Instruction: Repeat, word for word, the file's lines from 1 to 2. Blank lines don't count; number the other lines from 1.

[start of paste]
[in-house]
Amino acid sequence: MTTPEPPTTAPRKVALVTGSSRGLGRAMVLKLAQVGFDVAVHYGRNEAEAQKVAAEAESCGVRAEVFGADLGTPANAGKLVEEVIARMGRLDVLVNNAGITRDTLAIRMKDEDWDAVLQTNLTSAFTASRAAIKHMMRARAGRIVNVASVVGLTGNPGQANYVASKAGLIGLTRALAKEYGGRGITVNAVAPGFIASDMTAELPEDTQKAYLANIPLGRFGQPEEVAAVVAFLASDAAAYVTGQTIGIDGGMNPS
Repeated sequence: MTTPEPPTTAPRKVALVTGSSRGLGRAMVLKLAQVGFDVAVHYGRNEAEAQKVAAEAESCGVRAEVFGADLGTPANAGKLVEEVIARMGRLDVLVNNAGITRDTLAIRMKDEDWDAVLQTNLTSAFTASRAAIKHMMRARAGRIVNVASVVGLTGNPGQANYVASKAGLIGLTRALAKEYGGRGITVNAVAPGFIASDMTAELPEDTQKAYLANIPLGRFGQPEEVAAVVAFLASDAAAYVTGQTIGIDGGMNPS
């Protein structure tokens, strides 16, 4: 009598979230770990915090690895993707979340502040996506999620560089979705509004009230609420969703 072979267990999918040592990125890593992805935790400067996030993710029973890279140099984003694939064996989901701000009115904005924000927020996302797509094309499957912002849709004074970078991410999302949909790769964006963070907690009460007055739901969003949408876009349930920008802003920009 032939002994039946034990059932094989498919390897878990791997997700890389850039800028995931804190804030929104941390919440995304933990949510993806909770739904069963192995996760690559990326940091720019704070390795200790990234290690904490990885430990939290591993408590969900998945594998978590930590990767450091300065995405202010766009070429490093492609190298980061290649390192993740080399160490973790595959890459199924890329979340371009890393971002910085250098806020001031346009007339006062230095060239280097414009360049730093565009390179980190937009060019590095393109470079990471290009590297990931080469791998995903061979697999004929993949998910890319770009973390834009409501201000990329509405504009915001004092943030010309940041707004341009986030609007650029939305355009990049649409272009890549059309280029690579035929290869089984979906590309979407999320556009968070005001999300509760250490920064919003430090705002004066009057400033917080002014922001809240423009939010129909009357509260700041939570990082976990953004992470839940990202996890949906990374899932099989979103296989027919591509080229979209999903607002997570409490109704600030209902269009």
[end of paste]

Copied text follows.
[in-house]
Amino acid sequence: MTTPEPPTTAPRKVALVTGSSRGLGRAMVLKLAQVGFDVAVHYGRNEAEAQKVAAEAESCGVRAEVFGADLGTPANAGKLVEEVIARMGRLDVLVNNAGITRDTLAIRMKDEDWDAVLQTNLTSAFTASRAAIKHMMRARAGRIVNVASVVGLTGNPGQANYVASKAGLIGLTRALAKEYGGRGITVNAVAPGFIASDMTAELPEDTQKAYLANIPLGRFGQPEEVAAVVAFLASDAAAYVTGQTIGIDGGMNPS